The mechanisms underlying the observed inverse association between education and CIMT only among those aged 70 years or older are likely numerous. Compared with income, education level is likely to be the more stable aspect of socioeconomic status because it is typically established at an early age and tends to remain the same over time . This might explain the inverse association between education level and CIMT, especially in those aged 70 years or older, through better health awareness in more educated individuals. As Table 2 shows, the proportion of low educational levels increased with age while the proportion of high educational levels decreased with age; the proportions of participants with low and high education levels were 2.1% and 58.9%, respectively, among those under 60 years of age; 15.2% and 32.6%, respectively, among those aged 60 to 69 years; and 30.5% and 19.7%, respectively, among those aged 70 years or older. The fact that each generation of residents of Japan has found it easier to achieve higher educational levels due to the nation’s economic growth might account for the weakness of the association between educational level and health findings at younger ages. The relative rarity of a high educational level among more aged persons might explain the stronger inverse association in this group, leading to our finding that the inverse association between education and CIMT was significant only among those aged 70 years or older. Alternatively, the observed inverse association might simply be a chance phenomenon.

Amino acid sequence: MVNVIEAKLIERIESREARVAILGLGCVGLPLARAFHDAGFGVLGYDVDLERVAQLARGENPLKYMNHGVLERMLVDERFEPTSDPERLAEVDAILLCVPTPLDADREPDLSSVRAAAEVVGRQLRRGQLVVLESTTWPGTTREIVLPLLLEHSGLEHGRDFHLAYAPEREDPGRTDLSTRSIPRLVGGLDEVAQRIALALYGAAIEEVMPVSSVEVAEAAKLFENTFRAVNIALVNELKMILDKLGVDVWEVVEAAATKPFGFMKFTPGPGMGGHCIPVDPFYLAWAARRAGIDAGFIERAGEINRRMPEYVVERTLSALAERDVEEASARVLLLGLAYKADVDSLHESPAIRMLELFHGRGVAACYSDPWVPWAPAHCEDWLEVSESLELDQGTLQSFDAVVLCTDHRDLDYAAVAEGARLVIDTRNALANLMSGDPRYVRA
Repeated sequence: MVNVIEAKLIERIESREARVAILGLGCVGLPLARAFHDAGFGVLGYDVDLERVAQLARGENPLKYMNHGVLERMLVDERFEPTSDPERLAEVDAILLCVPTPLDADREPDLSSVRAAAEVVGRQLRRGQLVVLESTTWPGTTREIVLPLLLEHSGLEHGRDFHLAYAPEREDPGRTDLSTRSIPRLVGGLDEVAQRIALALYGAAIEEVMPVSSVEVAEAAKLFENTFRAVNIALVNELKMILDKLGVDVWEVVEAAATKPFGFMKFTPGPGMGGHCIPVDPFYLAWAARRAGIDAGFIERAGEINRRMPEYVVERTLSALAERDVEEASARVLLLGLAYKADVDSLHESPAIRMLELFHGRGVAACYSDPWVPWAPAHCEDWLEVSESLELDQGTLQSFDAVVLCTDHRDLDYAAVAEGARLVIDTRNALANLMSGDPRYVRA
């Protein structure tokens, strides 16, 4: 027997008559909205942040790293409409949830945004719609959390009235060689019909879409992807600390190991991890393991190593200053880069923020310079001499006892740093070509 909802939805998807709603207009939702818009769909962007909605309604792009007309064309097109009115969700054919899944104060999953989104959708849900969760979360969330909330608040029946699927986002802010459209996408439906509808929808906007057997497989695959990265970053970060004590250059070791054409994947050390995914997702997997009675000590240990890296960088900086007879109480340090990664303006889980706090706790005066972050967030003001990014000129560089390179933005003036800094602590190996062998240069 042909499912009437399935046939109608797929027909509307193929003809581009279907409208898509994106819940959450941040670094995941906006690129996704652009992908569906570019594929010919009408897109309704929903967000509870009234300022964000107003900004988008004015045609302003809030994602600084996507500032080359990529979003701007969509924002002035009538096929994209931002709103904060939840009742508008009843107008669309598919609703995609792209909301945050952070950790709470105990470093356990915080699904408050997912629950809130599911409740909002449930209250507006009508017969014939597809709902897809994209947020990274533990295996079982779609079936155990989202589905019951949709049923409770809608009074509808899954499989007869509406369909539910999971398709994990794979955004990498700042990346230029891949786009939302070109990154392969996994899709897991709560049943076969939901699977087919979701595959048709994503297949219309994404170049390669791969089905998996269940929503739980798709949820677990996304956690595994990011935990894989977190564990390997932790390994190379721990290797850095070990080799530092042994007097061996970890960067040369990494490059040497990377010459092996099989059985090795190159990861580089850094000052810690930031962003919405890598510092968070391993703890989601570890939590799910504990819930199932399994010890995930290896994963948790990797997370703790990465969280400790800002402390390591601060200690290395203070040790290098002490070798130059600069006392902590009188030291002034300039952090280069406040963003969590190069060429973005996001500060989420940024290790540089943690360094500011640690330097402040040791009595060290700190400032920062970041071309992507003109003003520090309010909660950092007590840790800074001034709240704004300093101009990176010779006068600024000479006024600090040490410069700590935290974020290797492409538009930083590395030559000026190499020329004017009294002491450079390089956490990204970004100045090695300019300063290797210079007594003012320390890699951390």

The current study had methodological advantages in that participants were homogeneous with respect to their residential area, in that we used an automated onscreen carotid ultrasound system, and in that we adjusted for a variety of potential confounding factors.